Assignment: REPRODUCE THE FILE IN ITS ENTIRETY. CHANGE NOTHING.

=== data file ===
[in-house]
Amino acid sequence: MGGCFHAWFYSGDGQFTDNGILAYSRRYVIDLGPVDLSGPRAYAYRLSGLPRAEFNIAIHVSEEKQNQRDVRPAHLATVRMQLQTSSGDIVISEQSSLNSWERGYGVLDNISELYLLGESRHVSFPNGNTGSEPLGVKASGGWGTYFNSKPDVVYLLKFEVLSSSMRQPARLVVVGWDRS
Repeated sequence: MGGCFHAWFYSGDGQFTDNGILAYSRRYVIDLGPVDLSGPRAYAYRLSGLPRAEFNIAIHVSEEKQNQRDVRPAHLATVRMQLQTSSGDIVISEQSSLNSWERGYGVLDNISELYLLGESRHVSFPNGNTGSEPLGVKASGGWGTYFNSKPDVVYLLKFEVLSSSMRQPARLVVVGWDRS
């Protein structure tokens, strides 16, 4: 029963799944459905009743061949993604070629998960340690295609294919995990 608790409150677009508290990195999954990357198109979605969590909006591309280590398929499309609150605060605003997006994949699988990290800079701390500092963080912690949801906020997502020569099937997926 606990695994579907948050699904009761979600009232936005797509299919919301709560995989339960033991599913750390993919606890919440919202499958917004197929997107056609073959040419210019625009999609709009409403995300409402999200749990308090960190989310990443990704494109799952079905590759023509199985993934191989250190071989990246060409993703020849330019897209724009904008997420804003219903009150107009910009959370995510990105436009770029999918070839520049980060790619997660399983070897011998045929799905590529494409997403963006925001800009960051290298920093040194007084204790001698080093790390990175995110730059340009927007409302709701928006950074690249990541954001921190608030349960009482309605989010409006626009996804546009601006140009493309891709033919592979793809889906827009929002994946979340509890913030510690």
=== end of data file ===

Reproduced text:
[in-house]
Amino acid sequence: MGGCFHAWFYSGDGQFTDNGILAYSRRYVIDLGPVDLSGPRAYAYRLSGLPRAEFNIAIHVSEEKQNQRDVRPAHLATVRMQLQTSSGDIVISEQSSLNSWERGYGVLDNISELYLLGESRHVSFPNGNTGSEPLGVKASGGWGTYFNSKPDVVYLLKFEVLSSSMRQPARLVVVGWDRS
Repeated sequence: MGGCFHAWFYSGDGQFTDNGILAYSRRYVIDLGPVDLSGPRAYAYRLSGLPRAEFNIAIHVSEEKQNQRDVRPAHLATVRMQLQTSSGDIVISEQSSLNSWERGYGVLDNISELYLLGESRHVSFPNGNTGSEPLGVKASGGWGTYFNSKPDVVYLLKFEVLSSSMRQPARLVVVGWDRS
């Protein structure tokens, strides 16, 4: 029963799944459905009743061949993604070629998960340690295609294919995990 608790409150677009508290990195999954990357198109979605969590909006591309280590398929499309609150605060605003997006994949699988990290800079701390500092963080912690949801906020997502020569099937997926 606990695994579907948050699904009761979600009232936005797509299919919301709560995989339960033991599913750390993919606890919440919202499958917004197929997107056609073959040419210019625009999609709009409403995300409402999200749990308090960190989310990443990704494109799952079905590759023509199985993934191989250190071989990246060409993703020849330019897209724009904008997420804003219903009150107009910009959370995510990105436009770029999918070839520049980060790619997660399983070897011998045929799905590529494409997403963006925001800009960051290298920093040194007084204790001698080093790390990175995110730059340009927007409302709701928006950074690249990541954001921190608030349960009482309605989010409006626009996804546009601006140009493309891709033919592979793809889906827009929002994946979340509890913030510690």